The Daily Pennsylvanian is a student-run nonprofit.

Please support us by disabling your ad blocker on our site.

12-08-19-squash-vs-st-lawrence-gilly-lane-amelia-sharpe
Penn men's squash coach Gilly Lane applauds during the player introductions prior to a match against St. Lawrence University at the Penn Squash Center on Dec. 8, 2019. Credit: Amelia Sharpe

Penn’s best sports team plays in a small building right next to Penn Park. And no, it's not the Palestra. 

The men’s squash team, currently the No.1 team in the country and boasting a 9-0 record, is looking to claim its first-ever national title. Let's take a look at the rules of the game, as well as the history of the game at Penn. 

The rules of the game are fairly straightforward. The first player to 11 points wins a game, and the first to win three games wins the match. If the game is tied 10-10 for instance, then the victor must "win by two," meaning the first to outscore their opponent's total by two is the victor. 

A point begins with a serve, in which a player must keep one foot inside the service box, serving so that the ball hits the wall in between the service line and the out line. The ball then must bounce back and land behind the short line on the opposite side of the court from where it was been served.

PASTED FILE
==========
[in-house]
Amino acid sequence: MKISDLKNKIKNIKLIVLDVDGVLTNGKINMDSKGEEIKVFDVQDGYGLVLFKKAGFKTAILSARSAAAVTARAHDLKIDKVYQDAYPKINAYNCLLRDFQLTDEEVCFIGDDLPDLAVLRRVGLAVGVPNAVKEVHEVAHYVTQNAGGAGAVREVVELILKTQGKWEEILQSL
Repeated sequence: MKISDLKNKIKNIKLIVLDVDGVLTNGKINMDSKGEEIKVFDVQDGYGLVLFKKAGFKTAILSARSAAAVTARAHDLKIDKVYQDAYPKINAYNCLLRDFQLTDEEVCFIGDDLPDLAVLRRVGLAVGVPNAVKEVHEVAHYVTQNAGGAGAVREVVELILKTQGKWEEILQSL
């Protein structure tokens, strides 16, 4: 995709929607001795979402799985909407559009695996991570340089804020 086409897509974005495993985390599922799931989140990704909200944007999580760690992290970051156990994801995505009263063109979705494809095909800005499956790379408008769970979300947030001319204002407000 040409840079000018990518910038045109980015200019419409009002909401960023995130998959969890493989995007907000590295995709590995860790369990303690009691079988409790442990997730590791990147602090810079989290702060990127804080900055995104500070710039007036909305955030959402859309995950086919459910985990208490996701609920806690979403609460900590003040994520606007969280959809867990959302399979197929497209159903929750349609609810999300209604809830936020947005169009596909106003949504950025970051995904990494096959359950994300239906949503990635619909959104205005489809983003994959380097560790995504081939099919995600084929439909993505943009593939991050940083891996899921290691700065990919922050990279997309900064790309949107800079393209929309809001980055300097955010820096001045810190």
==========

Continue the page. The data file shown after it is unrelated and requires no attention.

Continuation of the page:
If a serve is good, then play proceeds with players alternating hitting at the wall. Players must hit it out of the air or on one bounce off the wall between the tin and service line. It can also bounce off the back or side walls, but players must hit it back before it hits the ground twice. 

Players win a point if their opponent fails to hit the ball back before it bounces twice on the floor, or if the opponent hits the ball above the out line, into the tin, or into the floor before the front wall.

In college, teams compete with nine individual players matched against one another, and the winning team must win the majority of the matchups.

In addition to the team matchups, at the end of every season, the Men’s College Squash Association Individual Championships feature two groups of players competing for a trophy. The top-16 players compete for the Pool Trophy, while players ranked 17th-64th compete for The Molloy Cup. The Molloy Cup is named after the legendary Penn squash coach, Albert Molloy, who coached the team from 1959-90, presiding over the squash team’s only sustained period of success, going 215-101 while winning three Ivy League titles.